Destructive rodents known as 'nutria' detected in Delaware, government officials say

This undated photo shows a Nutria.

This undated photo shows a Nutria.  (

The U.S. Fish and Wildlife Service is urging the public to report any sightings of destructive semi-aquatic rodents known as "nutria," which government officials say have been detected in parts of Delaware.

The animals, which are native to South America and look similar to the muskrat and beaver, can destroy thousands of acres of marshland, reducing them to mudflats and greatly affecting the well-being of other wildlife, reports.

"The destruction that nutria have caused in the Chesapeake Watershed is tremendous," Joe Rogerson, Deer and Furbearer Biologist with the Delaware Department of Natural Resources and Environmental Control Division of Fish & Wildlife, said.

"The Division of Fish and Wildlife is committed to ensuring similar destruction does not occur in Delaware," Rogerson said.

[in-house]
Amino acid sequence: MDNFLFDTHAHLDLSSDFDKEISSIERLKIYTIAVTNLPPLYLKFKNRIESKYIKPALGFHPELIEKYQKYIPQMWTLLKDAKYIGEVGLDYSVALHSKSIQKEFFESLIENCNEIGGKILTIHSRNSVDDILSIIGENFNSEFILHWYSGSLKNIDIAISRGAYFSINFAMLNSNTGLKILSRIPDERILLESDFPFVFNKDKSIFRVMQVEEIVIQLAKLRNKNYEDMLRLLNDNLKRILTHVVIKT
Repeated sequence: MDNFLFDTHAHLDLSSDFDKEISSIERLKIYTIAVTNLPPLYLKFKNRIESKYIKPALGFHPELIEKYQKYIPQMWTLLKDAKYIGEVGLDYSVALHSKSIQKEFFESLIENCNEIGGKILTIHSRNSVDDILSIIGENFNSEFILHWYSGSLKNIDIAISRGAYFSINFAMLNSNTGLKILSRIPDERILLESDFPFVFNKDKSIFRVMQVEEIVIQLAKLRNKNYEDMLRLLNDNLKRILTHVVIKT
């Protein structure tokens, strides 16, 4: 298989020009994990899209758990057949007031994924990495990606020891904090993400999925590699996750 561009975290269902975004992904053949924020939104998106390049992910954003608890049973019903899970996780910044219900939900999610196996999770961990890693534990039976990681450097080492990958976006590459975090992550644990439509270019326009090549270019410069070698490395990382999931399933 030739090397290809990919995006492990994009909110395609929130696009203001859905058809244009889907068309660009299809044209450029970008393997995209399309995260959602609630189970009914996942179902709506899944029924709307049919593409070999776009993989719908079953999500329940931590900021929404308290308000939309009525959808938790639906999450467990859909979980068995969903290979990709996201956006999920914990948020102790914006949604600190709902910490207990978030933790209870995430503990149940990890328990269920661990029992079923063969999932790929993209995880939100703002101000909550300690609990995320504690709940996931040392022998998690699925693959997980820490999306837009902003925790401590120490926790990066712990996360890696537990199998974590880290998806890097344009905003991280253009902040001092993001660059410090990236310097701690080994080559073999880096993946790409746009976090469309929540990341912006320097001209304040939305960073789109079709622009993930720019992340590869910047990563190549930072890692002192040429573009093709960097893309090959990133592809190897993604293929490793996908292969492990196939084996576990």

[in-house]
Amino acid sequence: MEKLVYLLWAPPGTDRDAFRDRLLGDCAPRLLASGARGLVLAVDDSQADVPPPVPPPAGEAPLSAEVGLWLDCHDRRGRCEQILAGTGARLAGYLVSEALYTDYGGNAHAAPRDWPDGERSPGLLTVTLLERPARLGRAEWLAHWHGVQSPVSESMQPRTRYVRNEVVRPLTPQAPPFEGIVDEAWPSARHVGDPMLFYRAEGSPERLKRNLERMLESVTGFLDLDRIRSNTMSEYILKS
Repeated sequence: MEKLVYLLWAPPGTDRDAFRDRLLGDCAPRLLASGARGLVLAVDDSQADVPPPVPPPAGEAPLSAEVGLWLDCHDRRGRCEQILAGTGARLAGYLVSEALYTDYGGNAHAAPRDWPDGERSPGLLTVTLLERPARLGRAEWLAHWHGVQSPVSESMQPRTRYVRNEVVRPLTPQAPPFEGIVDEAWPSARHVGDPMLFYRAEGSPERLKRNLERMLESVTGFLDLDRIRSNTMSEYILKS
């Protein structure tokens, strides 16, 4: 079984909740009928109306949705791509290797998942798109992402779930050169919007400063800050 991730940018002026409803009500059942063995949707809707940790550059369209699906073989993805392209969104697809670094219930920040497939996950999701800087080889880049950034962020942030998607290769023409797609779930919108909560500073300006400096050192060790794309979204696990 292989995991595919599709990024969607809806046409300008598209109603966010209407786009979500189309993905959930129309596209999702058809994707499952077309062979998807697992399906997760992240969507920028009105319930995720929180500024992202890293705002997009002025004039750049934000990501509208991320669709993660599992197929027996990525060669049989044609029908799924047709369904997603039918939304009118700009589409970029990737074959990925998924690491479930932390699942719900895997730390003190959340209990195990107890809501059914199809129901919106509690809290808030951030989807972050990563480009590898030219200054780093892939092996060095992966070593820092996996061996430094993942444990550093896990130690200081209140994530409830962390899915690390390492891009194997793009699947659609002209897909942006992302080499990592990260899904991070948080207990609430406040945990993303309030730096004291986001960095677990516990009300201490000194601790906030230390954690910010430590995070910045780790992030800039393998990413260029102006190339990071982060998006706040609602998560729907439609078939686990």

Their discovery on a pond near the town of Marydel, Delaware, in western Kent County, has federal and state wildlife officials concerned that their population has spread. Marydel is far north of the Delmarva Peninsula, where the rodents were known to be living, reports.

The nutria were released into the marshes of Dorchester County, Md., in 1943 for the purpose of fur farming, but managed to escape into the wild, according to the website. 

One tactic used to eradicate the rodents reportedly calls for sterilization and the use of tracking devices to locate other nutria that may have escaped detection.

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